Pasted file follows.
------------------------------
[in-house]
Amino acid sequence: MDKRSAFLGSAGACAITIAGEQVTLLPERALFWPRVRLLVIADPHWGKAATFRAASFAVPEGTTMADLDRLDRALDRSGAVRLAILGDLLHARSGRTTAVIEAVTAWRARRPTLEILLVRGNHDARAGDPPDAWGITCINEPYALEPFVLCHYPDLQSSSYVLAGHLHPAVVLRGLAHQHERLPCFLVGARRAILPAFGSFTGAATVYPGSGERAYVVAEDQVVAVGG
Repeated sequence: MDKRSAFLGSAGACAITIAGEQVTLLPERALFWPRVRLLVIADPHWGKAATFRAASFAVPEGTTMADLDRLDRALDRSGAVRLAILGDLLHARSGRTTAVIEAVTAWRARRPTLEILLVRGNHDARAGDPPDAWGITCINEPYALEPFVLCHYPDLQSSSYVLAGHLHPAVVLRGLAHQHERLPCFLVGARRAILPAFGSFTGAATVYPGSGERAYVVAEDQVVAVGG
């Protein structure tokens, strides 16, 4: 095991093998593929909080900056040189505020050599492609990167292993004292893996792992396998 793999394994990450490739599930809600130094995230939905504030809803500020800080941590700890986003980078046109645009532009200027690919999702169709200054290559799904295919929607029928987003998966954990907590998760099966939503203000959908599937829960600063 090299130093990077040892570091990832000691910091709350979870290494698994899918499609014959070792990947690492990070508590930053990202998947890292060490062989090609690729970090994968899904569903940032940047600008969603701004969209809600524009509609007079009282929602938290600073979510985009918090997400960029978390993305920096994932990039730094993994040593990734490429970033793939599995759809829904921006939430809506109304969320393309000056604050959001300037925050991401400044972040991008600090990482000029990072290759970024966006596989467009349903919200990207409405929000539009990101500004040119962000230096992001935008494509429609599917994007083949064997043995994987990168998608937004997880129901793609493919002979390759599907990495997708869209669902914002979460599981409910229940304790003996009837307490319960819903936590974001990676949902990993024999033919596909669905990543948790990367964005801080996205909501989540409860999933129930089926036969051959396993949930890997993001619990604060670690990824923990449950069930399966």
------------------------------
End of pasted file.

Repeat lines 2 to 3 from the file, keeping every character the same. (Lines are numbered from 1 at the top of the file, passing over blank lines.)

Amino acid sequence: MDKRSAFLGSAGACAITIAGEQVTLLPERALFWPRVRLLVIADPHWGKAATFRAASFAVPEGTTMADLDRLDRALDRSGAVRLAILGDLLHARSGRTTAVIEAVTAWRARRPTLEILLVRGNHDARAGDPPDAWGITCINEPYALEPFVLCHYPDLQSSSYVLAGHLHPAVVLRGLAHQHERLPCFLVGARRAILPAFGSFTGAATVYPGSGERAYVVAEDQVVAVGG
Repeated sequence: MDKRSAFLGSAGACAITIAGEQVTLLPERALFWPRVRLLVIADPHWGKAATFRAASFAVPEGTTMADLDRLDRALDRSGAVRLAILGDLLHARSGRTTAVIEAVTAWRARRPTLEILLVRGNHDARAGDPPDAWGITCINEPYALEPFVLCHYPDLQSSSYVLAGHLHPAVVLRGLAHQHERLPCFLVGARRAILPAFGSFTGAATVYPGSGERAYVVAEDQVVAVGG